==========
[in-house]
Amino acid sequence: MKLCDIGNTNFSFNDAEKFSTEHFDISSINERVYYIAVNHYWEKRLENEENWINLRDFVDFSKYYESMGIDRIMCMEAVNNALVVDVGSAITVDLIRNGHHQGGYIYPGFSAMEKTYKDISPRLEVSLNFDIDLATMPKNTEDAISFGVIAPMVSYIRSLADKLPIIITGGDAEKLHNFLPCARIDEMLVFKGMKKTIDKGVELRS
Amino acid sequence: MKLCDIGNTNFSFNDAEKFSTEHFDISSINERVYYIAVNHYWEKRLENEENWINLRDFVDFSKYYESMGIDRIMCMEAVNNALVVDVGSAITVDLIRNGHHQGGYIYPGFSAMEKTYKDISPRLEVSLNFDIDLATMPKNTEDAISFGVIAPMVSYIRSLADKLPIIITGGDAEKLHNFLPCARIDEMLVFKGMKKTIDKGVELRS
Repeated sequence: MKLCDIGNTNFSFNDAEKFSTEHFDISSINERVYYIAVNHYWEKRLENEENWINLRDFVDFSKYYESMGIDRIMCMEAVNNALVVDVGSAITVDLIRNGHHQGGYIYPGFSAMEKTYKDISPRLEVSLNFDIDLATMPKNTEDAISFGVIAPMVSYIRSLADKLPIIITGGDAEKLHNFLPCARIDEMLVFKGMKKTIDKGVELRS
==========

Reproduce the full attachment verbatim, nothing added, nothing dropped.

[in-house]
Amino acid sequence: MKLCDIGNTNFSFNDAEKFSTEHFDISSINERVYYIAVNHYWEKRLENEENWINLRDFVDFSKYYESMGIDRIMCMEAVNNALVVDVGSAITVDLIRNGHHQGGYIYPGFSAMEKTYKDISPRLEVSLNFDIDLATMPKNTEDAISFGVIAPMVSYIRSLADKLPIIITGGDAEKLHNFLPCARIDEMLVFKGMKKTIDKGVELRS
Amino acid sequence: MKLCDIGNTNFSFNDAEKFSTEHFDISSINERVYYIAVNHYWEKRLENEENWINLRDFVDFSKYYESMGIDRIMCMEAVNNALVVDVGSAITVDLIRNGHHQGGYIYPGFSAMEKTYKDISPRLEVSLNFDIDLATMPKNTEDAISFGVIAPMVSYIRSLADKLPIIITGGDAEKLHNFLPCARIDEMLVFKGMKKTIDKGVELRS
Repeated sequence: MKLCDIGNTNFSFNDAEKFSTEHFDISSINERVYYIAVNHYWEKRLENEENWINLRDFVDFSKYYESMGIDRIMCMEAVNNALVVDVGSAITVDLIRNGHHQGGYIYPGFSAMEKTYKDISPRLEVSLNFDIDLATMPKNTEDAISFGVIAPMVSYIRSLADKLPIIITGGDAEKLHNFLPCARIDEMLVFKGMKKTIDKGVELRS